A parameter redundant model is a model for which it is not possible to estimate all the parameters in the model. The resulting model is not identifiable. A model that is not parameter redundant is termed full rank. Catchpole and Morgan (1997) and Catchpole et al (1998) developed a symbolic method detecting parameter redundancy within exponential family models. This method involves calculating the derivative matrix,

Finding the rank of

The rank of

A limitation of Maple is that matrix dimensions cannot be given symbolically: it is only possible to calculate the rank of a matrix of a given size, and eventually for very large derivative matrices the computer will not have enough memory to be able to calculate the rank. This problem is solved for product-multinomial models using the extension theorem (Catchpole and Morgan, 1997 and Catchpole and Morgan, 2001).

The parameter redundancy status of a model with covariates can be determined from the same model without covariates. The number of estimable parameters in the model with covariates is equal to min(

However models are getting more complex. These more complex models model can result in derivative matrices that are structurally too complex; Maple is unable to calculate the rank of a derivative matrix that is structurally too complex. Instead of having to resort to numerical methods we have developed methods to give structrally simpler derivative matrices using an exhaustive summary framework (Cole et al, 2010).

Exhaustive summaries are vectors that uniquely define a model. Any exhaustive summary can be differtiated with respect to parameters to form a derivative matrix. The rank of the derivative matrix is still equal to the number of estimable parameters, and similar results to those above still hold, regardless of the exhaustive summary (Cole et al, 2010). The key to being able to evaluate the symbolic rank is to choose an exhaustive summary that results in a structurally simple derivative matrix. Structrally simpler exhaustive summaries can be found by any one-to-one transformation, such as removing terms or taking logs. If this is not sufficent reparameterisation can be used to find a simpler exhaustive summary (Cole et al, 2010). Several examples are given in Cole et al (2010), a further more complex example can be found in (Cole and Morgan, 2010b).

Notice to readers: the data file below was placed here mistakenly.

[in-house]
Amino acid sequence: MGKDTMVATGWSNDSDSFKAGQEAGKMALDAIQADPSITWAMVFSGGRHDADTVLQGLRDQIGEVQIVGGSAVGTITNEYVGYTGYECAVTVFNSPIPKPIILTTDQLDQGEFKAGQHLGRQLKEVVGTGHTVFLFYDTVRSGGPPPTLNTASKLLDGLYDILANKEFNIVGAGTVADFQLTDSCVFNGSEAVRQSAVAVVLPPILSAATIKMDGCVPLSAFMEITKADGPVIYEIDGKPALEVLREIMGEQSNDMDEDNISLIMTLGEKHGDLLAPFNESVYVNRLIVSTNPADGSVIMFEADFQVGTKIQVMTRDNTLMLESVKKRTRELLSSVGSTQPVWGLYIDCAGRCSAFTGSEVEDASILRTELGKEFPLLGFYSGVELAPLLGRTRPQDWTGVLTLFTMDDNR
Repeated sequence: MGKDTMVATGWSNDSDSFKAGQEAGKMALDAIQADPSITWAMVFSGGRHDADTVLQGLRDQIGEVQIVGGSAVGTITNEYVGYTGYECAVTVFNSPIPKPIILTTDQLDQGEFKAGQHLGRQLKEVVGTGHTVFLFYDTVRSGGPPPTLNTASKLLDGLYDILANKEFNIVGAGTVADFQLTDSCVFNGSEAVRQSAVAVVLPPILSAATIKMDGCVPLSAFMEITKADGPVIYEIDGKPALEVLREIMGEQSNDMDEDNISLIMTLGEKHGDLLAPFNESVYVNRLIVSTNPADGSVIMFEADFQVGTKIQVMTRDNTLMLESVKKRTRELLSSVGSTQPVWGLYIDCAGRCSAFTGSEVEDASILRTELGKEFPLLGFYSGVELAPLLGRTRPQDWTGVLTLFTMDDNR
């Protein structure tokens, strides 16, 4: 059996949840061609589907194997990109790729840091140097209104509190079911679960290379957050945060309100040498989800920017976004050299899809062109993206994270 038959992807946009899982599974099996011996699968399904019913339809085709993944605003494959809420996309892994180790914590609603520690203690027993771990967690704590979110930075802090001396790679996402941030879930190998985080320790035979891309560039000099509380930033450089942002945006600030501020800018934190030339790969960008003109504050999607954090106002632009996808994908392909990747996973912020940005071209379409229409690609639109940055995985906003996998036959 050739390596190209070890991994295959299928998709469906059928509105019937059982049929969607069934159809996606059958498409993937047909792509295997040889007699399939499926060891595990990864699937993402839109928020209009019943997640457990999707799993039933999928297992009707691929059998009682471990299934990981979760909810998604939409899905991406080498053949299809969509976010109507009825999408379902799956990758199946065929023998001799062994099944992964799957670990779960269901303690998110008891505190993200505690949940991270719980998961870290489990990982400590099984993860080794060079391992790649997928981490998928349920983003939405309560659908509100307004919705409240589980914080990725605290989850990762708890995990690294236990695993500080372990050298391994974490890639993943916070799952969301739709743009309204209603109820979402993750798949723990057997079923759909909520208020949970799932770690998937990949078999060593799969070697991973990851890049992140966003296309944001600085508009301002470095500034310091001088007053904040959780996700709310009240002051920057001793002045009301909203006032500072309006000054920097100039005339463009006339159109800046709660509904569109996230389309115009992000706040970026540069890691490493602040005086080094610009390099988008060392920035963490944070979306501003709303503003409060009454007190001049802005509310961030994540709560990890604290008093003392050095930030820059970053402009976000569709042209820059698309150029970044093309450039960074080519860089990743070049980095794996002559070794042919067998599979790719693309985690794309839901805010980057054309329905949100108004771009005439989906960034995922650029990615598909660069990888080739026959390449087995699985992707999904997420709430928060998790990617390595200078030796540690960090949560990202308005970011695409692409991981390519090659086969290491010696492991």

Other research includes:

Catchpole, E. A., Morgan, B. J. T and Freeman, S. N. (1998) Estimation in parameter redundant models

Catchpole, E. A. and Morgan, B. J. T (2001) Deficiency of parameter redundant models.

Catchpole, E. A., Morgan, B. J. T and Viallefont, A. (2002) Solving problems in parameter redundancy using computer algebra.

Choquet, R. and Cole, D.J. (2012) A Hybrid Symbolic-Numerical Method for Determining Model Structure.

Cole, D. J., Morgan, B. J. T and Titterington, D. M. (2010) Determining the Parametric Structure of Non-Linear Models.

Cole, D.J., Morgan, B.J.T., Catchpole, E.A. and Hubbard, B. A. (2012) Parameter Redundancy in Mark-Recovery Models.

Cole, D. J. and Morgan, B. J. T (2010) Parameter Redundancy with Covariates.

Cole, D.J. (2012) Determining Parameter Redundancy of Multi-state Mark-recapture Models for Sea Birds.

Cole, D. J., Morgan, B.J.T., McCrea, R.S, Pradel, R., Gimenez, O. and Choquet, R. (2014) Does your species have memory? Capture-Recapture Data with Memory Models.

Hubbard, B. A. (2014) Parameter Redundancy with Applications in Statistical Ecology University of Kent Thesis. Hubbard, B. A., Cole, D.J. and Morgan, B.J.T. (2014) Parameter Redundancy in Capture-Recapture-Recover Models.

McCrea, R.S., Morgan, B.J.T. and Cole, D.J. (2013) Age-dependent mixture models for recovery data on animals marked at unknown age,

Newman, K.B., Buckland, S.T., Morgan, B.J.T., King, R., Borchers, D.L. and Cole, D.J. and Besbeas, P. and Gimenez, O. and Thomas, L. (2014) Modelling Population Dynamics: model formulation, fitting and assessment using state-space methods. Springer. Springer Book Webpage Computer Code for Book (Maple Code for Parameter Redundancy Section)